Q1: Why as an employer would I choose to have my employees screened?

There are many potential health hazards in the industry that can lead to illness and injury. Sometimes the effects are clear and noticeable, but often the effects are gradual and subtle, difficult to detect.
Occupational health surveillance can detect illnesses early, before they become significant health issues, and can, therefore, help prevent progression to more serious illnesses.
With early detection, steps can be taken to prevent the situation from getting worse.

Regular health surveillance is usually very well received by employees, and also gives an opportunity to address other more common issues such as blood pressure, diet, and exercise.
A dedicated health surveillance program can go a long way towards helping an employer maintain a healthy and productive workforce.

Q2: Do my employees need a hearing test?

Saskatchewan Occupational Health and Safety regulations require audiometric testing and counseling at least once every 24 months for workers who are exposed to noise greater than 85dBA Lex or employees who work in areas where noise levels are equal to or greater than 90 dBA.

Noise-induced hearing loss is 100% preventable, and an audiometric screening reinforces your hearing conservation program.

Q3: Why would I provide Spirometry testing for my employees?

Spirometry can play an important part in the prevention of respiratory disease through early detection of changes in lung function

Q4: Why provide flu vaccine for my employees?

Every year, influenza results in significant illness and lost time from work. Providing a flu vaccine can help prevent significant lost time from work due to influenza

Q5: Why would I provide a wellness clinic for my employees?

  • The wellness clinic focuses on factors that could lead to coronary artery disease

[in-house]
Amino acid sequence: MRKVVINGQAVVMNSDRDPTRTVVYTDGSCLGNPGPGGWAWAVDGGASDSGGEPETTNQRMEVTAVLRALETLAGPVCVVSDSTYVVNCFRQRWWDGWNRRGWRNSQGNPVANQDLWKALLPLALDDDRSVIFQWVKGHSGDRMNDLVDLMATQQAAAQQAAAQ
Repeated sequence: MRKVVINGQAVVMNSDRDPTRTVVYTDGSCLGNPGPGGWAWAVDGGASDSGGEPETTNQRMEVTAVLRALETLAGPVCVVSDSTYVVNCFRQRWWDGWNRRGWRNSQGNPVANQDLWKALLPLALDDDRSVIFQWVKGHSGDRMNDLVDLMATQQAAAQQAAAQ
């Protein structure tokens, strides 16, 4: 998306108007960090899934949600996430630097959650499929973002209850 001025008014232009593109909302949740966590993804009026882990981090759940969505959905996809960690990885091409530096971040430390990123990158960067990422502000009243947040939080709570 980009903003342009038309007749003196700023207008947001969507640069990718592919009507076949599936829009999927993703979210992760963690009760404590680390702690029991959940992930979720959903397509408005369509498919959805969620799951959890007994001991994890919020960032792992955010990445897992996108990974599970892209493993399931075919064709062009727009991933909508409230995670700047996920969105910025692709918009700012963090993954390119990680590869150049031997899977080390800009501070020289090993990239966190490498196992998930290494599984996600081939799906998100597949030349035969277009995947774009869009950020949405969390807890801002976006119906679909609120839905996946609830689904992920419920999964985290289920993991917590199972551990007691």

• it would increase the level of awareness of the importance of a healthy lifestyle
  • health screenings can be the initial step in identifying individuals at risk.

Q6: Why would I have my employees blood pressure checked?

  • High blood pressure is a silent disease.
  • Many people have elevated blood pressure and feel fine.
  • Early detection of high blood pressure can prevent many long-term illnesses, including heart disease, kidney disease, and stroke.

Q7: I test my employees for qualitative fit testing, why would I want to do quantitative fit testing?

Qualitative fit testing uses a challenge agent like banana oil, irritant smoke, saccharin or bitrex and relies on the worker's sense of smell and therefore is very subjective. On the other hand, quantitative testing measures the particles in the air and the particles in the mask, providing an accurate measurement of fit. The employee performs a series of movements, breathing and talking exercises while the quantitative test is being carried out assuring, that an accurate fit is obtained. Quantitative fit testing eliminates the worker’s interpretation and subjectivity and is a direct measurement of the respirator’s efficiency at filtration.

For general information please contact:

Canadian Centre for Health and Safety in Agriculture - CCHSA
Telephone: (306) 966-8286
Facsimile: (306) 966-8799

For information on the Occupational Medicine Clinic, or to arrange an appointment, please contact:

Occupational Medicine Clinic
Department of Medicine, University of Saskatchewan
P.O. Box 23, 104 Clinic Drive,
Saskatoon, SK, Canada, S7N 2Z4,
Telephone: (306) 966-7906
Facsimile: (306) 966-8799